Q. How does this square with your earlier statement that the artists needed some kind of principle or impetus which got them going? This doesn’t seem to exist anymore.

A. We got going! I think certain premises are relatively inexhaustible for a century or more, like the Impressionist tradition. One of them could be “abstract automatism.” (Which is what I think Abstract Expressionism should have been called.) And the newer artists have their vision too, though they seem more literary, or more technological than ours.

Q. Then what do we do with the idea of “action” and “gesture”?

A. Actually the notion of “action” is gratuitous. A critic’s finger in the stew. It was taken by Harold Rosenberg from a piece by Hulsenbeck. In the mid-forties, Wittenborn and Schultz asked me to edit a cultural magazine, dealing mainly with painting, and I felt very strongly that the various arts should be brought together. So I asked John Cage to edit a musical section, and Harold Rosenberg to edit a literary section. (Both Rosenberg’s and Paul Goodman’s pieces in that magazine are literary masterpieces.) At that time I was editing “Dada” proofs of Hulsenbeck’s which ultimately appeared in the Dada anthology as “En Avant Dada.” It was a brilliant piece . . . Harold came across the passage in proofs in which Hulsenbeck violently attacks literary esthetes, and says that literature should be action, should be made with a gun in the hand, etc. Harold fell in love with this section, which we then printed in the single issue that appeared of “Possibilities.” Harold’s notion of “action” derives directly from that piece. Of course this notion of “action” as opposed to estheticism is tailor-made to describe an aspect of de Kooning’s pictures; but to use it to characterize Abstract Expressionism is to belie the latter’s essential nature, and to diminish, incidentally, the stature of equally great painters such as Rothko and Newman. I honor Rosenberg’s devotion to de Kooning; still, neither “action” painting nor de Kooning himself are the “center” of Abstract Expressionism, but instead, like the rest of us, one dimension of it.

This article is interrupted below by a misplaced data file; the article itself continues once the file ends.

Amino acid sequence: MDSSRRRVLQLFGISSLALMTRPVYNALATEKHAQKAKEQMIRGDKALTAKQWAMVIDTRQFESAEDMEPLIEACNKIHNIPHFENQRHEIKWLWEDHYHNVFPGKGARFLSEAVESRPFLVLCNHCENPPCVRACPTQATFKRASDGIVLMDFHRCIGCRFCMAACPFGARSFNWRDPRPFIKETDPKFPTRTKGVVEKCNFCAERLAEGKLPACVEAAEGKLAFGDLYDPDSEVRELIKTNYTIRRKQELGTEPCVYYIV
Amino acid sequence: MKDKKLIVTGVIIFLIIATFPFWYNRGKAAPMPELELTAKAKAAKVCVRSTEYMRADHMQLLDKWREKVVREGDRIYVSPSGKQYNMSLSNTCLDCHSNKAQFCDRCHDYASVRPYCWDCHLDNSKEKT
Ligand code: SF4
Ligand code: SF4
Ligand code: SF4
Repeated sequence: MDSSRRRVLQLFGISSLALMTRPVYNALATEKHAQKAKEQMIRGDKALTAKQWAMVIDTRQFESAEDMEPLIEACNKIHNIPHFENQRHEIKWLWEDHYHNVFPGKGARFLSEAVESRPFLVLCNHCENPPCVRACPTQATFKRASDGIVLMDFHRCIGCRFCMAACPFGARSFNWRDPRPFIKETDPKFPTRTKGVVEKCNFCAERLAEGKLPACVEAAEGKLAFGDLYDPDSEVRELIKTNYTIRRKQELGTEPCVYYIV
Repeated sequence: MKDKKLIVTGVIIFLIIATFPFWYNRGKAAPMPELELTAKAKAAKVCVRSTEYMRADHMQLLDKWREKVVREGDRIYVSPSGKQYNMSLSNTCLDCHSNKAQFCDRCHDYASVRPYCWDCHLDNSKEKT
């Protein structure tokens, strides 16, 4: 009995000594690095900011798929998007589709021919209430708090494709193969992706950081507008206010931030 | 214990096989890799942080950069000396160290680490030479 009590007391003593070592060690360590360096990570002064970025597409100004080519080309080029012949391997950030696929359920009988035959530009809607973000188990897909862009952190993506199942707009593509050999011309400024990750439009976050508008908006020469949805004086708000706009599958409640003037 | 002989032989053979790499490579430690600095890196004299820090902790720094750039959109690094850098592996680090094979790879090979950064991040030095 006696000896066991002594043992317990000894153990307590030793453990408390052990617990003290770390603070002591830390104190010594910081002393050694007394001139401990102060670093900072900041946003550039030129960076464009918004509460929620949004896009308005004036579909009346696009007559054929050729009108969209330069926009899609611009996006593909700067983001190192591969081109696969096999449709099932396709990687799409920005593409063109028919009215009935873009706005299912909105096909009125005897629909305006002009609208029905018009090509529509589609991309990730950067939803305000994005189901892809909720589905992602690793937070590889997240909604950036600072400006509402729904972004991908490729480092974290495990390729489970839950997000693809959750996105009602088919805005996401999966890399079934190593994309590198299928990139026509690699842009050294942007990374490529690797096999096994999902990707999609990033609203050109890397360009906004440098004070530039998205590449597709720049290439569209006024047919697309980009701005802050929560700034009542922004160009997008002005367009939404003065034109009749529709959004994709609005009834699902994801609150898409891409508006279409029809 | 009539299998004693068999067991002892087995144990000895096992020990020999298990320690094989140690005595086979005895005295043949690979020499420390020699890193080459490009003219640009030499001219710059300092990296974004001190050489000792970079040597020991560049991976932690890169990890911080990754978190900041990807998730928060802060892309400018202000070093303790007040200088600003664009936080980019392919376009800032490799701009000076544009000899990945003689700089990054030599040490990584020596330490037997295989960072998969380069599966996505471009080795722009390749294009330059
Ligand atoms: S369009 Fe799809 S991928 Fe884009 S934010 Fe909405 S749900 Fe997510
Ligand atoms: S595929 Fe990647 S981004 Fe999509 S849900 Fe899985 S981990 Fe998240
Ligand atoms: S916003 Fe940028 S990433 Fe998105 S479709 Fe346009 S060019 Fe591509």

Q. What about, now, the other critical assumption about this painting, that it was a step in the affirmation of modernism, the affirmation of the plane, etc., as voiced by Greenberg? The early Greenberg pieces in “The Nation.” How did the artists respond?

A. Certainly Greenberg was the most respected critic, but, as Frank O’Hara likes to say, artists don’t respond to critics, critics respond to artists. I would say that to the degree we were all involved in modern art, what could be called the “Cubist conception of a picture” was assumed; pictures were mat, flat, the picture plane was respected, etc. What was crucial (and how!) was the development of the large format.

The large format, at one blow, destroyed the century-long tendency of the French to domesticize modern painting, to make it intimate. We replaced the nude girl and the French door with a modern Stonehenge, with a sense of the sublime and the tragic that had not existed since Goya and Turner. Brother! What a gesture! Perhaps, someday, when we no longer threaten our contemporaries, someone will write our Iliad with empathy. One of the great images, like Achilles’ shield, should be the housepainter’s brush, in the employ of a grand vision dominated by an ethical sensibility that makes the usual painter’s brush indeed picayune. How I admire my colleagues! So much, so that I begrudge the coming new world nothing, not even its predominance of lovely young bodies.